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Ex- TV pitchman accused of chasing owl in flight taken into custody for court disruptions

SALT LAKE CITY – A former TV pitchman in Utah known for his over-the-top personality turned his initial court appearance Thursday into a sideshow by being disruptive and combative with a federal judge.

Dell “Super Dell” Schanze eventually pleaded not guilty to charges stemming from accusations he chased and kicked a barn owl in flight while on his motorized paraglider.

Schanze was put into handcuffs in a Salt Lake City courtroom after he stood up and interrupted the judge as she spoke to a man about a separate case. U.S. Chief Magistrate Judge Brooke Wells told the man he would have to surrender any weapons as part of his release.

Speaking loudly from the front row, Schanze declared it was unconstitutional to take the man’s guns. Wells ordered U.S. marshals to handcuffs Schanze and escort him out.

He was brought back minutes later for his own hearing on charges of knowingly using an aircraft to harass wildlife and pursuing a migratory bird. The U.S. attorney’s office in Utah says the incident happened in 2011.

The charges, filed in October, came after a federal investigation into an online video that surfaced last year and appeared to show a paraglider near Utah Lake kicking a soaring owl and boasting about it.

Schanze, 45, sported a white dress shirt and crew cut as he sat beside his court-appointed attorney with his hands cuffed behind his back. When the judge asked if he intended to hire his own attorney, Schanze ignored the question and declared the charges against him lacked merit.

“It’s all based on a fake YouTube video,” Schanze said.

He remained argumentative as Wells tried to determine if he qualified for a court-appointed lawyer. After quarreling with the judge, Schanze finally confirmed that he and his wife each make $2,000 a month by working for a brother’s business. He said local media ruined all of his own businesses.

At one point, Wells told Schanze she wasn’t “playing games” and warned him she would find him in contempt if he didn’t follow instructions and stop speaking out of turn.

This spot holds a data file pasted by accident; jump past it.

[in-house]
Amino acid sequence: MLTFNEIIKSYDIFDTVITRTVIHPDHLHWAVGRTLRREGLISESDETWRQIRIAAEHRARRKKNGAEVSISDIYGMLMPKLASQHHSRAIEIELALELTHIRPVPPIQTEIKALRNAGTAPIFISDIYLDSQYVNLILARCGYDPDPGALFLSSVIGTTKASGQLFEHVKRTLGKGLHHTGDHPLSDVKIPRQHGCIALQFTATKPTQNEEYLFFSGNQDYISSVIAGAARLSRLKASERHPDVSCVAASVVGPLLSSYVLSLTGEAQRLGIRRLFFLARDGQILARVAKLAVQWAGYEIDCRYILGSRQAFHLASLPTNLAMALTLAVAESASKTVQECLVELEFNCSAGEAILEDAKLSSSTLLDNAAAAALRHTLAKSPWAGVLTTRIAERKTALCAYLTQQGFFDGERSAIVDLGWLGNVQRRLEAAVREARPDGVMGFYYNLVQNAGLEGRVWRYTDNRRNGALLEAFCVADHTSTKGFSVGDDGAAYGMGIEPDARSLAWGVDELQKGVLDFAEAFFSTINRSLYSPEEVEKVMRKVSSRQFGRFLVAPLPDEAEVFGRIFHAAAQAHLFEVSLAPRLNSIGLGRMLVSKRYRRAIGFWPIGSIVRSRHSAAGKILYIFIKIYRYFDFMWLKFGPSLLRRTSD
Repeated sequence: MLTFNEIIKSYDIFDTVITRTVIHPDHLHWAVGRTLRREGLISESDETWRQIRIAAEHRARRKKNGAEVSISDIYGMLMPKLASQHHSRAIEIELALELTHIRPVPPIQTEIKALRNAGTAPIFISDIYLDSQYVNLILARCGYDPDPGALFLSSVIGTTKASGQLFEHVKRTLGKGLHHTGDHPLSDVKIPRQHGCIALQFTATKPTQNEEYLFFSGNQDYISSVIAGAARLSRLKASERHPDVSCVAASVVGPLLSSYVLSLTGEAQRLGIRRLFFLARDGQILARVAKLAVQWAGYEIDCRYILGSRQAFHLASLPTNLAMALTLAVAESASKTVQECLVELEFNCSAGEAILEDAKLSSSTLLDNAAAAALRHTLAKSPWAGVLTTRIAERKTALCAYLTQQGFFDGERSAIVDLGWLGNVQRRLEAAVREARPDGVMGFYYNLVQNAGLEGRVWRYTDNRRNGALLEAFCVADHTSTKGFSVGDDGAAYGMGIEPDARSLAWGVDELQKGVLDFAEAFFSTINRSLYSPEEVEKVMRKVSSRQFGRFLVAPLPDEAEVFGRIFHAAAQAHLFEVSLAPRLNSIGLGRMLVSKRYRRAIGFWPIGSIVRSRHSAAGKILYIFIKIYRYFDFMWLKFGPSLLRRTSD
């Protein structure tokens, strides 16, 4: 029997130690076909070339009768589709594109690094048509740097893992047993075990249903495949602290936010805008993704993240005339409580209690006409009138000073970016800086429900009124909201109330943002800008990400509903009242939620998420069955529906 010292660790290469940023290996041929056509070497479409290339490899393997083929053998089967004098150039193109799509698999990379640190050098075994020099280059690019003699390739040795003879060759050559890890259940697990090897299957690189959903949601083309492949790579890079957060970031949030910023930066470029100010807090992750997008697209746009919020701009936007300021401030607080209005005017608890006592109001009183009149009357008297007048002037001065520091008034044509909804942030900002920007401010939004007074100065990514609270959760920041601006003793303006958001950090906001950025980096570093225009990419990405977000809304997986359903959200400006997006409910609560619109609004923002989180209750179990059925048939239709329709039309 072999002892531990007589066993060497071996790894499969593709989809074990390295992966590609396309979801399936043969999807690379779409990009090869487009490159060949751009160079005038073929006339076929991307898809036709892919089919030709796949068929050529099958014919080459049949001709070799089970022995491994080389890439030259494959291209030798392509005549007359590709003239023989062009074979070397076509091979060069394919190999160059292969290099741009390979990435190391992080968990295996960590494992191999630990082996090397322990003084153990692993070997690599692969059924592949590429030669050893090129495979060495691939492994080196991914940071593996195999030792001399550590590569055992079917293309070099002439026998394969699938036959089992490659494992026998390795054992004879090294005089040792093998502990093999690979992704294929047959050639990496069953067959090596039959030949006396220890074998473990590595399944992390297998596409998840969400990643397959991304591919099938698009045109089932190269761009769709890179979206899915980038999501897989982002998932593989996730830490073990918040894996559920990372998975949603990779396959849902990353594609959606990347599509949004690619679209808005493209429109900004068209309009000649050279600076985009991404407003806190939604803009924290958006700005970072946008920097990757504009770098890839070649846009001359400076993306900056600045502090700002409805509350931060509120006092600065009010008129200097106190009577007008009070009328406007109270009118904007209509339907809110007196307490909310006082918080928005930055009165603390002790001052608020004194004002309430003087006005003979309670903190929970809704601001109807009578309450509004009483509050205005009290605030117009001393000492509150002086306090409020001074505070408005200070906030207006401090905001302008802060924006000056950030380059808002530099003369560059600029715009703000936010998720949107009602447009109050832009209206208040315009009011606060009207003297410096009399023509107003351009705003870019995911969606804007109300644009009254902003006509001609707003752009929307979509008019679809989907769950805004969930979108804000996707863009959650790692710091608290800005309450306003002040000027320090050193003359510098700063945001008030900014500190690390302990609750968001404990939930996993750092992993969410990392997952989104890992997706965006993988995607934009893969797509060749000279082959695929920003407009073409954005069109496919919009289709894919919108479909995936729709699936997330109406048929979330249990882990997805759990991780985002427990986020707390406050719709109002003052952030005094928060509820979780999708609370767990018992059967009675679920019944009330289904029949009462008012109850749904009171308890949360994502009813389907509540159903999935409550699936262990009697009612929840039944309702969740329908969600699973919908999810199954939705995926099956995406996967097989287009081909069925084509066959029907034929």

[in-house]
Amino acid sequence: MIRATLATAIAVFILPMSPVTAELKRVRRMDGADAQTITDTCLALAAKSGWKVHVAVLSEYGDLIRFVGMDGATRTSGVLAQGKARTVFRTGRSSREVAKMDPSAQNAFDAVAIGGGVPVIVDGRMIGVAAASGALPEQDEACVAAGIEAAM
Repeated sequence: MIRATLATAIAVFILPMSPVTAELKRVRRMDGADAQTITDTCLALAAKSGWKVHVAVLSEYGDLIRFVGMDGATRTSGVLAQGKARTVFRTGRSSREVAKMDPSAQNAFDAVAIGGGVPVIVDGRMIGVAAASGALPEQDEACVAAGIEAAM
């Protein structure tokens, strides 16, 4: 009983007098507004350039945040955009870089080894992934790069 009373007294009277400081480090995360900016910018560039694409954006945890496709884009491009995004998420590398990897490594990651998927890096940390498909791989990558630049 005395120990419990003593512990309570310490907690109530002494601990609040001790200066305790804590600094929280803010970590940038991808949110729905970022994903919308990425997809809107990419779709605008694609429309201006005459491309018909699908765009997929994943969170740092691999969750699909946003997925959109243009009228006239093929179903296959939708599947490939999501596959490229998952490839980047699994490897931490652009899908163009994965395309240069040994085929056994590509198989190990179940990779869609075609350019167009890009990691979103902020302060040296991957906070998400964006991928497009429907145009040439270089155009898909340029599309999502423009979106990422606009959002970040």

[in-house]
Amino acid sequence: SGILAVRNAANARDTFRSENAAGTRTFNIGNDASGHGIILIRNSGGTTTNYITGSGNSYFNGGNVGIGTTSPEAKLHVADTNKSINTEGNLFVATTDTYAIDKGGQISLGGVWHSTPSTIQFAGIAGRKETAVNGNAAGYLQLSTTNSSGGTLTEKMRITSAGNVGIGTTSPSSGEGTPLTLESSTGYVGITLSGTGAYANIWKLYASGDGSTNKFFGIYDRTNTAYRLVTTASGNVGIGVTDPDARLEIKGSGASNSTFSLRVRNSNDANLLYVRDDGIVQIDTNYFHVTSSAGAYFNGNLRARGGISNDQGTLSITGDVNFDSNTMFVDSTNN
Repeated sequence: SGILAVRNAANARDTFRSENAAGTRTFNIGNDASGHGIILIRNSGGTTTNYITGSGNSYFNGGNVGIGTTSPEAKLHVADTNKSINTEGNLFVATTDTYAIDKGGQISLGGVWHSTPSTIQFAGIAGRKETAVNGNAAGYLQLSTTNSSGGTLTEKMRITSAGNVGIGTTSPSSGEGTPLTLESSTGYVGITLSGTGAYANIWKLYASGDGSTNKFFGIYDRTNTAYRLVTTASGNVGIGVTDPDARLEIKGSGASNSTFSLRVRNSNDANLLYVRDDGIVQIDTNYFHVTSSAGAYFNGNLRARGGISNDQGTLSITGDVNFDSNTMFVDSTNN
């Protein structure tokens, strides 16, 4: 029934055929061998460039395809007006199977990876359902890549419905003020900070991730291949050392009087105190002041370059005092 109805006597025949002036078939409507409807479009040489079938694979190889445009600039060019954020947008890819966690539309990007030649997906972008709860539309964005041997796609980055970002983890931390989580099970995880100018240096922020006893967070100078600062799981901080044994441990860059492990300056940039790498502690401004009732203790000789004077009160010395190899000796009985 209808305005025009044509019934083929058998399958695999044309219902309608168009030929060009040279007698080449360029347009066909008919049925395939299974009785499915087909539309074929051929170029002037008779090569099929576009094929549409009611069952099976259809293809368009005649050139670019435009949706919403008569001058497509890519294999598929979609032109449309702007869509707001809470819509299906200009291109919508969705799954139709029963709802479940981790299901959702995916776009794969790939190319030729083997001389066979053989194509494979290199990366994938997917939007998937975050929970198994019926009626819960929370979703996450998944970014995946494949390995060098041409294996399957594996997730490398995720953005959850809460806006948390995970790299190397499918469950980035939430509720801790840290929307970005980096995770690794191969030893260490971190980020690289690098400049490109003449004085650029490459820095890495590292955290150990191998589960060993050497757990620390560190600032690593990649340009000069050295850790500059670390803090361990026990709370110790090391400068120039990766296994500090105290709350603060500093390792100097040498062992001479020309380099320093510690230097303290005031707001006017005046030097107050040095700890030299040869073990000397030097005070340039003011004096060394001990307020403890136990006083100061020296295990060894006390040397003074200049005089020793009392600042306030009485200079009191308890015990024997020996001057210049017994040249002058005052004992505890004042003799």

He pleaded not guilty to charges of knowingly using an aircraft to harass wildlife and pursuing a migratory bird. He faces a maximum of 1 1/2 years in jail and more than $100,000 in fines.

Schanze was being held until another hearing Wednesday afternoon to discuss what happens next.

Federal prosecutor Jared Bennett said he is concerned about probation officers’ safety if Schanze is allowed to keep all the guns he has in his house. Wells said she would not release him on his recognizance with his criminal record.

Schanze is known in Utah for his shrill, hyperactive TV commercials that advertised his Totally Awesome Computers retail chain. He shut down the stores in 2006 amid sinking sales and legal troubles.

In the years since, he has run for political office, including a Libertarian bid for governor.

Schanze’s paragliding has run afoul of the law before. In 2006, he was charged with disorderly conduct after flying low near Interstate 15 at rush hour. He kissed the feet of a fan who paid his $300 fine in the case.

Five years later, Schanze was arrested in Oregon after allegedly jumping off the 125-foot-tall Astoria Column. He said outside the jail the government was stifling his creativity.

His other legal troubles include a 2005 conviction for lying to officers after prosecutors said he brandished a gun at Draper residents who were angry that he’d sped through their neighbourhood.

Four years later, Schanze was sentenced to 10 days in jail after police stopped him for weaving in and out of traffic. Prosecutors say his children weren’t wearing seatbelts and Schanze was carrying a loaded gun in his fanny pack without a permit.